Everyone knows that there are five senses: Hearing, Sight, Smell, Taste and Touch.
Of these, Sight and Hearing are the most objective. You can go to an ophthalmologist or an audiologist, respectively, and they will make very detailed measurements using objective machinery to judge the acuity of your sight and hearing.
I’m not sure if touch is measurable in the same way, but taste and smell are very (very!) subjective. There are good “noses” that have trained themselves to pick out subtle notes in the whisk(e)y. I have no doubt that they are actually able to do this, but it does require a career-level commitment of time and patience. Some of this probably involves physiology of the nose and mouth so that some people, as in any sample, will have an easier time than others at picking up subtle distinctions than others who may not have been blessed with such a good nose.
With all that said, I have a lot of respect for folks who provide reviews of whiskies (and whiskeys) and I enjoy comparing their notes with what I can taste and smell for myself. But it is still very subjective and I have often noticed that reasonable people can disagree on what they detect in a whisk(e)y. I guess there are no wrong answers. I am not practiced in the nosing and tasting of whisky but I think it’s fun to try my hand at it.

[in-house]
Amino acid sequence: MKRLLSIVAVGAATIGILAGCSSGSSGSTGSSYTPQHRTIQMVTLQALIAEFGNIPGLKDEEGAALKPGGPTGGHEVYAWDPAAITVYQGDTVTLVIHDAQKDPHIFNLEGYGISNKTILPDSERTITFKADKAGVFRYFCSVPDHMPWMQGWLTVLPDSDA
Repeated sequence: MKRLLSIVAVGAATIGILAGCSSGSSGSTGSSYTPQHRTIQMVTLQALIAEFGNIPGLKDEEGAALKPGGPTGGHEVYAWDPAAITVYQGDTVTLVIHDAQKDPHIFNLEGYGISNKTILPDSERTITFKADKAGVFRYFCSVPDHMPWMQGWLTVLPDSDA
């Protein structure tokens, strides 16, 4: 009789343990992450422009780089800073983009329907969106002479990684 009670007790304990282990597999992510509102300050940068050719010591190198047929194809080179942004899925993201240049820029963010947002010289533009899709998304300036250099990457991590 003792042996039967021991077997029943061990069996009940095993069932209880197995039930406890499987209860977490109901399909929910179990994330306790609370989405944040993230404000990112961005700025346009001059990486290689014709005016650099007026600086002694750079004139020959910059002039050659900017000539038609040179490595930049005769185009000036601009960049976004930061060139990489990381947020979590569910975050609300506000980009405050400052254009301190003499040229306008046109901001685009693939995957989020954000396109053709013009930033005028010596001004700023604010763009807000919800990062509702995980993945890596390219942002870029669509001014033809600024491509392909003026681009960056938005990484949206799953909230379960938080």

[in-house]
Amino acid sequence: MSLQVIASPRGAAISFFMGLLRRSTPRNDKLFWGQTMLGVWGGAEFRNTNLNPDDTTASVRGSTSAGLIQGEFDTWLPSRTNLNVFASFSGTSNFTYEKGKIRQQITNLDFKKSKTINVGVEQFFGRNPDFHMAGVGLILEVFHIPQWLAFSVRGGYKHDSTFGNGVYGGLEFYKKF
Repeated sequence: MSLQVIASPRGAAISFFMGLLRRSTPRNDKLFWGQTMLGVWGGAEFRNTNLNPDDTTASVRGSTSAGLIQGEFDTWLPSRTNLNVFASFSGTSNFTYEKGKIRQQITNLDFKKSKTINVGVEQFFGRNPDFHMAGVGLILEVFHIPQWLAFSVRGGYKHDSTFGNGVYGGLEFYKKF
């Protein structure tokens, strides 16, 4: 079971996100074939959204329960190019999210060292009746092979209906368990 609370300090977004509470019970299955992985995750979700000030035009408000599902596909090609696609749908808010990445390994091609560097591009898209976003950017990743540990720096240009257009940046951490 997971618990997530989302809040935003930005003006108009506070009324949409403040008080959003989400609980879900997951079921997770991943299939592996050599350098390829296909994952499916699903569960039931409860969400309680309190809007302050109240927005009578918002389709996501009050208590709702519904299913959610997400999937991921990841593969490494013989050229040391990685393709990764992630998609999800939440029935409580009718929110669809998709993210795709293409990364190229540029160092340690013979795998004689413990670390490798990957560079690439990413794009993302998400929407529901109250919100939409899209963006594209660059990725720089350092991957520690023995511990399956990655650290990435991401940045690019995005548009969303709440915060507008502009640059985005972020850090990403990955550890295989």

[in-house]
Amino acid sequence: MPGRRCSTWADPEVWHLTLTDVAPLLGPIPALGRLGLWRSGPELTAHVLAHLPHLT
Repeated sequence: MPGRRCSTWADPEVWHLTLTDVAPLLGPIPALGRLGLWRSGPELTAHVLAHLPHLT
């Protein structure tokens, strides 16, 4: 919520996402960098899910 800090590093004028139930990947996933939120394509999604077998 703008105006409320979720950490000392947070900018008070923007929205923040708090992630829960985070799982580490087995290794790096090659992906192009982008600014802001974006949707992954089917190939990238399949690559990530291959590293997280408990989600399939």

Here are my “notes.” This was not my favorite whisky. I had high expectations, since Highland Park is one of my favorite distilleries, so I have to say I was disappointed, though it wasn’t what I’d call a bad whisky.
- golden orange
- very malty
- some golden raisins
- some salty/peaty/harbor/beach smells
- savory spices, especially peppercorns
- peaty around the edges of the tongue and in finish
- leather or coffee in finish
- strong alcohol (not surprising at 58.1% ABV!)
I do not know enough about ranking systems to give this a ranking on a 100-point scale, but on a 5-point scale I’d give it a 3.